A: We continue to favor large growth stocks here in the U.S., though it would be hard to argue that sector is truly “beaten up.” Nevertheless, there are some pockets of attractive valuations in technology and healthcare. One source of potential value is the emerging markets, where valuations have long been more attractive than in much of the developed world. In addition, many emerging Asian countries compete directly with Japan on exports and may benefit from currency volatility there. Continued yen strength has punished the Japanese market, which is primarily export driven.

The opinions voiced in this material are for general information only and are not intended to provide or be construed as providing specific investment advice or recommendations for any individual security. All performance referenced is historical and is no guarantee of future results. All indices are unmanaged and cannot be invested into directly.

Investing in stock includes numerous specific risks including: the fluctuation of dividend, loss of principal and potential illiquidity of the investment in a falling market.

Investing in foreign and emerging markets securities involves special additional risks. These risks include, but are not limited to, currency risk, geopolitical risk, and risk associated with varying accounting standards. Investing in emerging markets may accentuate these risks.

Currency risk is a form of risk that arises from the change in price of one currency against another. Whenever investors or companies have assets or business operations across national borders, they face currency risk if their positions are not hedged.

Commodity-linked investments may be more volatile and less liquid than the underlying instruments or measures, and their value may be affected by the performance of the overall commodities baskets as well as weather, geopolitical events, and regulatory developments.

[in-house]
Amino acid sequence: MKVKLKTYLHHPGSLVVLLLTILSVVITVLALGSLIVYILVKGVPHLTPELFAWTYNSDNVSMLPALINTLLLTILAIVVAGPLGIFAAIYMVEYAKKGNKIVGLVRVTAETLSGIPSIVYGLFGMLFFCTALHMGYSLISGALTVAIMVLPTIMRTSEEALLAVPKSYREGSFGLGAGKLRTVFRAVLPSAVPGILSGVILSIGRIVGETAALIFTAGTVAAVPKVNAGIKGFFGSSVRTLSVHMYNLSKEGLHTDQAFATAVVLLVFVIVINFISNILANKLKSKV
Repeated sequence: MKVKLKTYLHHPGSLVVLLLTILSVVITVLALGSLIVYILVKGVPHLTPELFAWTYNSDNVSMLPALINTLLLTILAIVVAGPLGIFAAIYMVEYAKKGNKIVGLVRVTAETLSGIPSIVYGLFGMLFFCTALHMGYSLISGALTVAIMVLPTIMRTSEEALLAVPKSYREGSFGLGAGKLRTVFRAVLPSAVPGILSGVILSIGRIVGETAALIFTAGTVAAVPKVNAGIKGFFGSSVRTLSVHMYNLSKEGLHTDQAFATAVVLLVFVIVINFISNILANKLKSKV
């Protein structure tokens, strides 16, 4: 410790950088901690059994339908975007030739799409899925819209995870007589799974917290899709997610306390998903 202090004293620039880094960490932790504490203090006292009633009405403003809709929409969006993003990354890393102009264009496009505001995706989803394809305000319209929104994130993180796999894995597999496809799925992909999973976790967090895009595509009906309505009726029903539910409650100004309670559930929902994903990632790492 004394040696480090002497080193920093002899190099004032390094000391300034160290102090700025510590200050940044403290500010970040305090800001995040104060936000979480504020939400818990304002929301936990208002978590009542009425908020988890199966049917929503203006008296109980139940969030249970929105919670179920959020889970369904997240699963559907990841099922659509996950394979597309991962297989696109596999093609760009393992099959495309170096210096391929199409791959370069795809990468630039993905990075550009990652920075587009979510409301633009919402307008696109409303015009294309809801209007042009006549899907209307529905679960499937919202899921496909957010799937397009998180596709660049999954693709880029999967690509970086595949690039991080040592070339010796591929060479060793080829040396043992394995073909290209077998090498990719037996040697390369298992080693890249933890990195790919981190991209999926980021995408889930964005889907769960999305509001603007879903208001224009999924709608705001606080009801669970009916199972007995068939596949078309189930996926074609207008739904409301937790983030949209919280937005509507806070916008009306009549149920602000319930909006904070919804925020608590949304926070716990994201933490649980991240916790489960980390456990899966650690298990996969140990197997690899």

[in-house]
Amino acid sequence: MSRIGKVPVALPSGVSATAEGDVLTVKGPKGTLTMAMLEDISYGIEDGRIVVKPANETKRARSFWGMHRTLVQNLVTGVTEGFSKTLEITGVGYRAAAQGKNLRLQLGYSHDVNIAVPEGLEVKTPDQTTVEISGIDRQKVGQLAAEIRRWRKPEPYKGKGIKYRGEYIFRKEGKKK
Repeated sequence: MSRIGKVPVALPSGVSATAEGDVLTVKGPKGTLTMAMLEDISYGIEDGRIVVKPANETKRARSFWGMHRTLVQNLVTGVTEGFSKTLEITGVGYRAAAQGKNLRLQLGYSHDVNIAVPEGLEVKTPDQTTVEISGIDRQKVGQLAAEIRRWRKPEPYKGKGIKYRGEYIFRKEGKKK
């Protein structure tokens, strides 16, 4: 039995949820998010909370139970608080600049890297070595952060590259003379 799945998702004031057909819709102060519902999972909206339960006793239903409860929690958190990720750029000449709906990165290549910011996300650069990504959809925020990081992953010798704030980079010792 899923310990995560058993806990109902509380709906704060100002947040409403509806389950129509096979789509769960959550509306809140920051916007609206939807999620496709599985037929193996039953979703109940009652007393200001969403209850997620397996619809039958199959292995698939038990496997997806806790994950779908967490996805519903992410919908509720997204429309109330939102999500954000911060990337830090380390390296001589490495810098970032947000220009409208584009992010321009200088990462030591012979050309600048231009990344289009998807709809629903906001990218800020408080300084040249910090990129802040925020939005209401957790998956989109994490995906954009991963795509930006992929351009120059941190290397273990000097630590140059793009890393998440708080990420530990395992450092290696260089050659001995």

Because of its narrow focus, investing in a single sector, such as energy or manufacturing, will be subject to greater volatility than investing more broadly across many sectors and companies.

Growth stock investing involves risk and can be more volatile than other classes of investments. Growth is defined based on fast growth (high growth rates for earnings, sales, book value, and cash flow) and high valuations (high price ratios and low dividend yields).
The S&P 500 Index is a capitalization-weighted index of 500 stocks designed to measure performance of the broad domestic economy through changes in the aggregate market value of 500 stocks representing all major industries.

The FTSE 100 is an index of blue-chip stocks on the London Stock Exchange.

The VIX is a measure of the volatility implied in the prices of options contracts for the S&P 500. It is a market-based estimate of future volatility. When sentiment reaches one extreme or the other, the market typically reverses course. While this is not necessarily predictive it does measure the current degree of fear present in the stock market.

This research material has been prepared by LPL Financial LLC.